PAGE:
Several weeks ago, I wrote a book review, recommending that you get a copy of This Ordinary Adventure. When you read Christine Jeske's post for today, I think you'll know why a book about her family's adventures and perspectives is worth reading.
Maybe Christmas not going as planned is the plan
One December, my husband and our two preschoolers and I were crossing South Africa in our decrepit old pick-up truck on the way to Cape Town. We carried with us enough belongings to move from our old home on the other side of South Africa into what would be our home in the new year. Two days after our arrival in Cape Town, we would board flights back to the U.S. to see our family for Christmas. Two days was just time enough to unload, meet the people we would work with in January, and find the train to the airport.
Or so we thought.
Somewhere in the middle of a desert-like expanse of nothing, where cell towers, towns, and tow trucks were few and far between, our truck gave up its will to live.
While my farm-boy husband popped open the hood and did his best to diagnose the problem, the kids and I slumped beside the truck in the 12 inches of shade, out of the 90-degree sun. We watched tumbleweed roll past, ate peanuts and raisins, read some of The House at Pooh Corner. And waited.
It became clear that out truck was going nowhere. Amazingly, our cell phone showed two bars of proximity to a cell tower, and we calculated we were only about 30 minutes from a city. We opened our guidebook, chose a little hotel that looked friendly, and called.
The hotel owner sent a relative to tow us, and an hour later the kids were splashing in the swimming pool behind the hotel. I sat on the edge of the pool keeping watch, but hadn’t changed into a swimsuit. Another girl about five years old quietly stepped into the shallow side of the pool. I looked for her parents, guessing they were among the people chatting loudly around a corner and out of sight.
The little girl walked timidly across the pool. When she reached the deep end, she slid under water. She didn’t come up.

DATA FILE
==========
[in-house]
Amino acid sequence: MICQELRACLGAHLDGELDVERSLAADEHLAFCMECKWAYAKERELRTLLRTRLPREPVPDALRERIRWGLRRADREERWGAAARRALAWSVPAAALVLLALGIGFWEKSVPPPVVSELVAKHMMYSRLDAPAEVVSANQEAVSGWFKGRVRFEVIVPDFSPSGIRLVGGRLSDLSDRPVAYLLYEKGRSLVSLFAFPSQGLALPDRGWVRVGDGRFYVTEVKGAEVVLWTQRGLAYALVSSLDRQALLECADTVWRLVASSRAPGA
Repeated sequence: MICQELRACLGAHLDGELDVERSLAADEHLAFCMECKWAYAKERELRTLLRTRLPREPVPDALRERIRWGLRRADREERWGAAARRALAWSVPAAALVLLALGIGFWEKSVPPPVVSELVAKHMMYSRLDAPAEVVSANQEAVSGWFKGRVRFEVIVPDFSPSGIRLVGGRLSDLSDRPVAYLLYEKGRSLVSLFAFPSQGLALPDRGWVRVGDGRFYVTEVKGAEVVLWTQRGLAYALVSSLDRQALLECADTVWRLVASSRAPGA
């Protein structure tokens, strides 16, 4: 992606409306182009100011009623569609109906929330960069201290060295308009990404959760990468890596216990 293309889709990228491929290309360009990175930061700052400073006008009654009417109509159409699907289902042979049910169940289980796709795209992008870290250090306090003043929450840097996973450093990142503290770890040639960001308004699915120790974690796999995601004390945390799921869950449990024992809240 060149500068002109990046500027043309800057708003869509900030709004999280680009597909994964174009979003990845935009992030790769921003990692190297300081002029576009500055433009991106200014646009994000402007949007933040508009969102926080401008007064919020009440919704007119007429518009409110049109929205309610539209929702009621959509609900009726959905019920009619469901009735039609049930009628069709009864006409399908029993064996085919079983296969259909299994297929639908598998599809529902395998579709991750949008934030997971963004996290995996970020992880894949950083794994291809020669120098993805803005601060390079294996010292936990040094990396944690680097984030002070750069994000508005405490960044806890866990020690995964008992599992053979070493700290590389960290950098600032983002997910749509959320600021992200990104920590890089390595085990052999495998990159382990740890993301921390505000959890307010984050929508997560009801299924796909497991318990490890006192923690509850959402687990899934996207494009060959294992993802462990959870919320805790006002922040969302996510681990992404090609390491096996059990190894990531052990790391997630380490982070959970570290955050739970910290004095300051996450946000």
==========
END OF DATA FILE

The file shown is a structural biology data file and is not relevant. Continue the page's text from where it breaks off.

Her little face just below the surface of the water looked up at me with a growing sense of terror. Her arms waved; her face did not surface.
This girl was drowning.
As the only adult in sight, I dropped into the water, skirt and all, and pulled the girl into the shallow end. She took a few gasping breaths, climbed out of the pool, and went to sit on a chair by herself, silent and shocked.
I was also shocked.
Our truck, it turned out, needed parts that would take days to ship from another city. We couldn’t wait that long. We booked a train to Cape Town at the only time it passed through—1 a.m. We stood bleary eyed in the train station and learned that the train was delayed. Nine hours passed. The children slept on wadded up sweatshirts on the only benches in the station, next to a very smelly bathroom. We arrived in Cape Town with barely enough breathing space to unpack, grab a long nap, and catch that flight.
But along the way, I learned that it wasn’t about catching the flight.
The first Christmas was also shaped by travel plans gone awry. Mary and Joseph weren’t supposed to end up stuck in a barn. A baby king wasn’t supposed to be sleeping in stable that smelled a bit like the stinky bathrooms in our train station. For that matter, a king wasn’t supposed to be born of a peasant girl.
And yet he was, because it was part of a bigger plan. A plan to bring good news to the poor. A plan to bring life. A plan to save.
We never know the full “why” of every interruption, detour, and broken pick-up truck life slings us, but that afternoon in the hotel swimming pool was one of the clearest wake-up calls I’ve ever received that God does have a why. In the midst of the rushing, wrapping, driving, and gabbing of the season, there is a mission to save that rolls on beneath the surface, a greater purpose possible for every interaction.
He doesn’t always make his presence as clear as a drowning girl or a host of angels singing to shepherds. I only hope this year I won’t miss it.
Christine Jeske is the author of Into the Mud: True Stories of Africa, and coauthor of This Ordinary Adventure: Settling Down Without Settling. She currently works toward a PhD in cultural anthropology at UW-Madison. Find more on her blog at intothemud.com, twitter, or Facebook.
Wonder: Rediscover the Christmas Story is an Advent series designed to help us pause and reflect on how amazing the stories of Jesus’ birth really are. To break through the cluttered busyness of the season and touch our hearts with the awe of what God has done. Let’s make this a season of wonder and worship, marveling together at our great God.